Send the link below via email or IMCopy
Present to your audienceStart remote presentation
- Invited audience members will follow you as you navigate and present
- People invited to a presentation do not need a Prezi account
- This link expires 10 minutes after you close the presentation
- A maximum of 30 users can follow your presentation
- Learn more about this feature in our knowledge base article
Do you really want to delete this prezi?
Neither you, nor the coeditors you shared it with will be able to recover it again.
Make your likes visible on Facebook?
Connect your Facebook account to Prezi and let your likes appear on your timeline.
You can change this under Settings & Account at any time.
The Cell in Its Environment
Transcript of The Cell in Its Environment
A Cell Is Like A Building:
In a way, a cell is like a building. Or, more specifically, a fortress. Both have a protective wall that can allow things through, and both have a way to keep things out. After all, there has to be some way to get food and water into a fortress without letting enemies in, right? Cells are the same way.
Osmosis is the diffusion of water molecules through a selectively permeable membrane. This means that if there are a lot of water molecules outside of the cell, they will eventually be distributed equally inside and outside of the cell through the process of diffusion. Cells cannot live without water, and many cellular processes depend on osmosis.
Active and Passive Transport
There are two kinds of transport: active and passive. Active transport requires energy, while passive transport does not. Let's take our fortress, for example. If someone wants to send a message to someone outside of the fortress walls, it takes energy for them to walk out of the fortress to where their friend lives. This would be active transport. But if the same person instead sends a pigeon with the same message, he would not use any of his energy. This would be passive transport.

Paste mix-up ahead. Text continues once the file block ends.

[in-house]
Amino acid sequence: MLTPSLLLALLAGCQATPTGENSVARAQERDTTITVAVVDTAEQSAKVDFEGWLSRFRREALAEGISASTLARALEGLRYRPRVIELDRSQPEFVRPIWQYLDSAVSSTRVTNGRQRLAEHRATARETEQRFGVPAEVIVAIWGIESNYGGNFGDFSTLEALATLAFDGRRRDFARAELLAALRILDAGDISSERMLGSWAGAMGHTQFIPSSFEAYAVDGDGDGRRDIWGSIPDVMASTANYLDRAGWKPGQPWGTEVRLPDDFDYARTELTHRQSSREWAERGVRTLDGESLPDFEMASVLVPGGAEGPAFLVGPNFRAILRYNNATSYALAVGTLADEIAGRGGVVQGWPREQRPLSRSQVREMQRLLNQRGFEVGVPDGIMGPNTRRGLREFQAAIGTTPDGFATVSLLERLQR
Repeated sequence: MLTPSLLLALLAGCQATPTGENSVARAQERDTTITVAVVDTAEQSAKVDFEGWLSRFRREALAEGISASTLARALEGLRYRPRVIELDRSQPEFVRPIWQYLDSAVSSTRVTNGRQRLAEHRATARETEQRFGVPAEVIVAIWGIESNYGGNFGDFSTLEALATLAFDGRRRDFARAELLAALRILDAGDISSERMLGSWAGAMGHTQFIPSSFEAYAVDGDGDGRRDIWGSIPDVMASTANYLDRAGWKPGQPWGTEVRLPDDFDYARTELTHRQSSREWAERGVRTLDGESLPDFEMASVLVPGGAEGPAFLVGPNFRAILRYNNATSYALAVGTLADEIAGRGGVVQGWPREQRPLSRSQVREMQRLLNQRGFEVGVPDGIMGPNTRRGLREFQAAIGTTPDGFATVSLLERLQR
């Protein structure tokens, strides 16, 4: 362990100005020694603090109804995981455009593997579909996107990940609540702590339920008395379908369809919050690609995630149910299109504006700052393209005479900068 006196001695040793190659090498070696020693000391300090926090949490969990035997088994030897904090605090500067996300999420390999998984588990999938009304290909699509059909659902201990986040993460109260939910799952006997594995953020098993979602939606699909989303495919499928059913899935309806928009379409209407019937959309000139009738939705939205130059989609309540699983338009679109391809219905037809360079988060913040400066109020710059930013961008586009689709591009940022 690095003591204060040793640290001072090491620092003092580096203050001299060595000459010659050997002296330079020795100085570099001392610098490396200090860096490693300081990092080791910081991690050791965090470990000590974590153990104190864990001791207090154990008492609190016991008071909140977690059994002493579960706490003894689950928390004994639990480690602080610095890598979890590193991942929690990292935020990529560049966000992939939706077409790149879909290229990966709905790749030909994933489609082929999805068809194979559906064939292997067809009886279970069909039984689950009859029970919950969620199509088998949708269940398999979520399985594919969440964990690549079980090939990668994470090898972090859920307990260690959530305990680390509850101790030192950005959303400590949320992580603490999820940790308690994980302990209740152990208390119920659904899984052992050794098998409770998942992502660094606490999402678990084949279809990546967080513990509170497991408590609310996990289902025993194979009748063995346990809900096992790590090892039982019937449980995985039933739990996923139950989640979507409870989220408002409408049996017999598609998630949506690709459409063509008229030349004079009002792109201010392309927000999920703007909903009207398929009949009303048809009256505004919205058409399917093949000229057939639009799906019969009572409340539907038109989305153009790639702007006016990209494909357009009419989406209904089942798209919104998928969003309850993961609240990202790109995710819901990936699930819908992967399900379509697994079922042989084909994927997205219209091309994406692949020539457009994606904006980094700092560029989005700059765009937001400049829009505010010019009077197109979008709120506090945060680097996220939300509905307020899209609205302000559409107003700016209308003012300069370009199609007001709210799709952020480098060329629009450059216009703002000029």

Why Are Cells So Small?
Most cells are so small that you cannot see them without a microscope. This is because of the way materials move into and out of cells. When cells get larger, the cytoplasm moves farther from the cell membrane. After a molecule goes into a cell, it is carried by moving cytoplasm to its destination. If a cell was much larger than it is, it would take longer for the molecule to reach the center of the cell than it would if the cell was small. If a cell was too large, it could not work well enough to live.
Most molecules move across the cell membrane (the walls of our fortress) using diffusion. Diffusion is the process by which molecules move from an area of higher concentration to an area of lower concentration. This means that if there are a lot of a certain type of molecules in one area, the molecules will gradually move from this area (the area of higher concentration) to the area were there aren't any molecules (the area of lower concentration).
Why does diffusion occur?
Diffusion happens because molecules are always moving, and because the more there are in one area, the more the molecules bump into each other. Eventually, this means that the molecules will drift away from each other, spreading away from where most of the molecules are located.
Active Transport Methods: Transport Proteins
There are several different methods of active transport. One method requires transport proteins, which is were the transport proteins in the cell membrane collect molecules outside of the cell and carry them inside, using energy.
There is only one method for passive transport. This method is where dissolved materials are taken into the cell.
Active Transport: Transport by Engulfing
Another method of active transport is transport by engulfing. To do this, the cell membrane surrounds and closes around a particle. Once the particle has been engulfed, it is turned into a vacuole inside the cell.
Effects of Osmosis
Osmosis can have many important effects for a cell. To keep a cell in its normal shape, the concentration of water should be the same as it is inside the cell. If there is less water outside the cell, water will leave the cell, causing it to shrink. If there is a lot of water outside the cell, the cell will take in water, causing it to enlarge.
How Does Oxygen Diffuse?
One-celled organisms that live in pond water require oxygen to survive. Since there is a higher concentration of oxygen molecules outside the cell, these organisms obtain the oxygen they need through diffusion, so that eventually there is an equal concentration outside and inside the cell.
Selectively Permeable: A property of cell membranes that allows some substances to pass through, while others cannot.
Diffusion: The process by which molecules move from an area of higher concentration to an area of lower concentration.
Osmosis: The diffusion of water molecules through a selectively permeable membrane.
Passive Transport: The movement of materials through a cell membrane without using the cell's energy.
Active Transport: The movement of materials through a cell membrane using energy.